The cost of living crisis in the UK is making itself felt more and more, and some experts have warned that recession could come sooner than expected. Recent data has shown a further weakening of the British economy.
The Office for National Statistics (ONS) reported that the UK GDP is estimated to have shrunk by 0.1% (QoQ) in the second quarter of 2022, from an expansion of 0.8% in the first quarter. The monthly GDP’s first reading showed a contraction of 0.6% in June, from a downwardly revised growth of 0.4% in May. Services was the main driver of the contraction, with a sharp decline in human health and social work activities as coronavirus-related activities decreased further.
According to the ONS, regular pay (excluding bonuses) increased by 4.7% in April to June 2022, but taking into account inflation, it fell by an annual 3%. This drop is the biggest on record for regular pay, reflecting the decline in living standards and consumers’ purchasing power.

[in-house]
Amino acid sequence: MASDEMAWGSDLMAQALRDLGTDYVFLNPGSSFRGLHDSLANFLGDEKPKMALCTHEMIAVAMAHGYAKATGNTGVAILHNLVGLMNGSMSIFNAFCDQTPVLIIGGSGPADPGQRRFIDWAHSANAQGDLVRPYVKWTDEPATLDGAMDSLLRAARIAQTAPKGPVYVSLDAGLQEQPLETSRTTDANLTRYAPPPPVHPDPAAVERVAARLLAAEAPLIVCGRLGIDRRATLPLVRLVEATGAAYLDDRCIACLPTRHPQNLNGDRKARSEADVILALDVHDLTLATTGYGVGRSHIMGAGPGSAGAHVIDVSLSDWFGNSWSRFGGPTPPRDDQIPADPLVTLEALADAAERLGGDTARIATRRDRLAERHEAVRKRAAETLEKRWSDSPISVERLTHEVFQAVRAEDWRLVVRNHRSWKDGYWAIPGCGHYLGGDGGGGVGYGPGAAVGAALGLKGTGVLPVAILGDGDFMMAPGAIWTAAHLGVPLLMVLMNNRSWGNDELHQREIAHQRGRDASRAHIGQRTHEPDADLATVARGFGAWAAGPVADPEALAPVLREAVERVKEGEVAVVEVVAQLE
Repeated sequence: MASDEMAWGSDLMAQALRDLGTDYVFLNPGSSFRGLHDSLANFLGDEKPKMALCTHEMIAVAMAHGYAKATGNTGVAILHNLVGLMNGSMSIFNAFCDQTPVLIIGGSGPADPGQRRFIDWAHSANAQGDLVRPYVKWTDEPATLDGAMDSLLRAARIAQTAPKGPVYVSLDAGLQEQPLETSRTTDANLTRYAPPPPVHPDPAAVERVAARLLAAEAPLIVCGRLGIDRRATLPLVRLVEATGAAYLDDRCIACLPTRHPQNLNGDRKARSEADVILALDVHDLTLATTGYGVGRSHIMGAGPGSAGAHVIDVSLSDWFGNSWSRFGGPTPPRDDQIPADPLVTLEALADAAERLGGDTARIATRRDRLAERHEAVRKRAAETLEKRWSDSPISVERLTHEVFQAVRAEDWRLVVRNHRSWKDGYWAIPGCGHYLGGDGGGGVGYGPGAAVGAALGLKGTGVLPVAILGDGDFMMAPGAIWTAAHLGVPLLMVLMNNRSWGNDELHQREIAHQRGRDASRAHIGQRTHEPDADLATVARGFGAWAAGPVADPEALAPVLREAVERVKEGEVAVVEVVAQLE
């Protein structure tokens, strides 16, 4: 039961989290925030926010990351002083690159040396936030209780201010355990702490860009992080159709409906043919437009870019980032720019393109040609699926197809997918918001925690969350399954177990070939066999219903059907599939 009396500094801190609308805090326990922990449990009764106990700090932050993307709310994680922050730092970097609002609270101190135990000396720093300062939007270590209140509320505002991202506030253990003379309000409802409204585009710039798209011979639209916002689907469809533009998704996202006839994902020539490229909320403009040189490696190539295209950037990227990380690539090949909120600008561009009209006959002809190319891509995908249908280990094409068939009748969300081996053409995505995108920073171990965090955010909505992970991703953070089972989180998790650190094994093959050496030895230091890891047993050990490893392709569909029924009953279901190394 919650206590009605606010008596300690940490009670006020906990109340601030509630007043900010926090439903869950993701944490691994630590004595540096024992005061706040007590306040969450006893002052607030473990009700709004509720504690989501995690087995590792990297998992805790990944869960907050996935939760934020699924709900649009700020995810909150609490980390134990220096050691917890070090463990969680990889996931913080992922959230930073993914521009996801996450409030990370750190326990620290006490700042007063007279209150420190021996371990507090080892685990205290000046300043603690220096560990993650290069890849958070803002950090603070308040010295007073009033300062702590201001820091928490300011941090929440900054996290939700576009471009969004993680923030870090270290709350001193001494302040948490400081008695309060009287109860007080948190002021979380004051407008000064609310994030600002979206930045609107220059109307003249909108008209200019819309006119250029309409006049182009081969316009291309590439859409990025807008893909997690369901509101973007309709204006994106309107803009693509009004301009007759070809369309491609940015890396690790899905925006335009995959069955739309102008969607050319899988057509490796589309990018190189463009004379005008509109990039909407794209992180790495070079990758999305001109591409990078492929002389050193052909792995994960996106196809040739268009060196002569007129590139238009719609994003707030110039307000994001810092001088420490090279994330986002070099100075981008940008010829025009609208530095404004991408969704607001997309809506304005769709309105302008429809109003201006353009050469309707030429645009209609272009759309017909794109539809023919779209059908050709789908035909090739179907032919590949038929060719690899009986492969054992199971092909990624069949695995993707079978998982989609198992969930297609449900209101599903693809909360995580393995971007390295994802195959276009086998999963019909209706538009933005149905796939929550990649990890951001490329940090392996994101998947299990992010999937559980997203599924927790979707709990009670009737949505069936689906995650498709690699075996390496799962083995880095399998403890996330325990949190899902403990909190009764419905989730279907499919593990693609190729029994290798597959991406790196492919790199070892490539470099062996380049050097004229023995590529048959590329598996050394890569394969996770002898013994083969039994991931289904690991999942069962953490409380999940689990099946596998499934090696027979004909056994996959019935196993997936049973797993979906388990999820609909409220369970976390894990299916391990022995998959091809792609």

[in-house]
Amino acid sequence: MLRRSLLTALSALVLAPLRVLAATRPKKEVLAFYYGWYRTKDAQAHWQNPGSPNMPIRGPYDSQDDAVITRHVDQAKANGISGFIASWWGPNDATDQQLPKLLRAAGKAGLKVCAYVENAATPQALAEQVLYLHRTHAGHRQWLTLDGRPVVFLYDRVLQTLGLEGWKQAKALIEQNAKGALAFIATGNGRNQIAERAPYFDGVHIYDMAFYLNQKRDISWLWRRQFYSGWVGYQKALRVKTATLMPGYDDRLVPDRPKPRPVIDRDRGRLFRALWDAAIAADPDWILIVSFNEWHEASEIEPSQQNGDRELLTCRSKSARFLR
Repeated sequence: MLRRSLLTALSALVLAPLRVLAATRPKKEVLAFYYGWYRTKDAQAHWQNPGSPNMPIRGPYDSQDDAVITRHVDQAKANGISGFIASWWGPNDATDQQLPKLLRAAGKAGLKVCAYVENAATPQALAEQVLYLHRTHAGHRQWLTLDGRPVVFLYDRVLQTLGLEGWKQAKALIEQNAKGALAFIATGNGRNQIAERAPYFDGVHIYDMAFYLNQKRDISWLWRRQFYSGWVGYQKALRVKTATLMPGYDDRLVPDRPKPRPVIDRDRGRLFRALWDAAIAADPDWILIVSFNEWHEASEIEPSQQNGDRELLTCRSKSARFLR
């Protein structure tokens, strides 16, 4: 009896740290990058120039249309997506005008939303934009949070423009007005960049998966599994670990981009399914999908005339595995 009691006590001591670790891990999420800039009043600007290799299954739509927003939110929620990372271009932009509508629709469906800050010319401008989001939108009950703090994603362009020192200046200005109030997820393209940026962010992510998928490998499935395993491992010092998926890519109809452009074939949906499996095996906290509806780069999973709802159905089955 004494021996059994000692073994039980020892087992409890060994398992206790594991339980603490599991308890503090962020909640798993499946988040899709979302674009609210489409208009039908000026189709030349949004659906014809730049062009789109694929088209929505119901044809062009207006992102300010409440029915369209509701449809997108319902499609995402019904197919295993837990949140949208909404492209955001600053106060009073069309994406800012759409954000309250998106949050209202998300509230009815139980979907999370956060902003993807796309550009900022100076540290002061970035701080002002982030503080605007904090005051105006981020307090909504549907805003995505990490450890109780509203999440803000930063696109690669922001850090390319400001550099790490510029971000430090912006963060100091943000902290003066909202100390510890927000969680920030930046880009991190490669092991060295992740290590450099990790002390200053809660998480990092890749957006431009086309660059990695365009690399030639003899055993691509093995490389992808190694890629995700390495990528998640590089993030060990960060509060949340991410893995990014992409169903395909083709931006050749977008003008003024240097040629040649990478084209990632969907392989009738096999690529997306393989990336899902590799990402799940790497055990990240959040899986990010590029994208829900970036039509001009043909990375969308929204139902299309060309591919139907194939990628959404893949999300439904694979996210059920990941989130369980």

The Bank of England is raising interest rates in order to bring inflation down to its 2% target. At its August 2022 meeting, the central bank increased its bank rate by 50 basis points, the biggest hike since 1995. The sixth consecutive increase brings the current rate to 1.75%.
High prices continue to put a strain on households in the UK. The latest annual CPI released today by the ONS reached 10.1% in July 2022, up from 9.4% in June and above the market forecast of 9.8%. This is the highest figure since February 1982. Core CPI rose to 6.2%, from 5.8% in June. The main drivers of inflation were housing, water, electricity, gas & other fuels (20.0%), transport (14.8%) and food & non-alcoholic beverages (12.6%).